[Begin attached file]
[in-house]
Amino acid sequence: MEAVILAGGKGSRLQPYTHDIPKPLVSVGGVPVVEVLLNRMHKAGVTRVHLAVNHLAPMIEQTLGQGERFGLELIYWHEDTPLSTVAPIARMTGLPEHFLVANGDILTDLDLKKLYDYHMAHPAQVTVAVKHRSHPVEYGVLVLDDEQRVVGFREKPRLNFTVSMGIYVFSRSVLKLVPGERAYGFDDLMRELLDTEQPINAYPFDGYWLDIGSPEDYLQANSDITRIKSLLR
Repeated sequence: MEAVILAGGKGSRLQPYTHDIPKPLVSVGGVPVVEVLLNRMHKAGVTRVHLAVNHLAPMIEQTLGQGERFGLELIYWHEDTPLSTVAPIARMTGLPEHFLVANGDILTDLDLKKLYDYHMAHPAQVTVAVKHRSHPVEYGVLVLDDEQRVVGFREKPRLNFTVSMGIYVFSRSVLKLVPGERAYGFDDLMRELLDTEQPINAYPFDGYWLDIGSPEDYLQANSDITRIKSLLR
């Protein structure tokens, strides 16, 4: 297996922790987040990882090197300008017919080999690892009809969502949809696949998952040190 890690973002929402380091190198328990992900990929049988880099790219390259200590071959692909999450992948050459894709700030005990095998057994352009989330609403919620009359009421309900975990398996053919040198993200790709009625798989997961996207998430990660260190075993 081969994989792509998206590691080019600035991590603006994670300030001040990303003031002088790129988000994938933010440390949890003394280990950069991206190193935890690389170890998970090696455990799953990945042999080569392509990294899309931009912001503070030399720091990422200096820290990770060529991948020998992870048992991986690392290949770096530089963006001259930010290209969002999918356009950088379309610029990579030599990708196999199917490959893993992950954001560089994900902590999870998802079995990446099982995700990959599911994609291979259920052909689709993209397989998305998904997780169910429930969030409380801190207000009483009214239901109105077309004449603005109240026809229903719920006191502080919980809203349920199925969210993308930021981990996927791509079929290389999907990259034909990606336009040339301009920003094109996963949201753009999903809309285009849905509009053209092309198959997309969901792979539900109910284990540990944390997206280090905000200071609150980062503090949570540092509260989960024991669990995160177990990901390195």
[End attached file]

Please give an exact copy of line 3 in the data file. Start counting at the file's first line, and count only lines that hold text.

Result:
Repeated sequence: MEAVILAGGKGSRLQPYTHDIPKPLVSVGGVPVVEVLLNRMHKAGVTRVHLAVNHLAPMIEQTLGQGERFGLELIYWHEDTPLSTVAPIARMTGLPEHFLVANGDILTDLDLKKLYDYHMAHPAQVTVAVKHRSHPVEYGVLVLDDEQRVVGFREKPRLNFTVSMGIYVFSRSVLKLVPGERAYGFDDLMRELLDTEQPINAYPFDGYWLDIGSPEDYLQANSDITRIKSLLR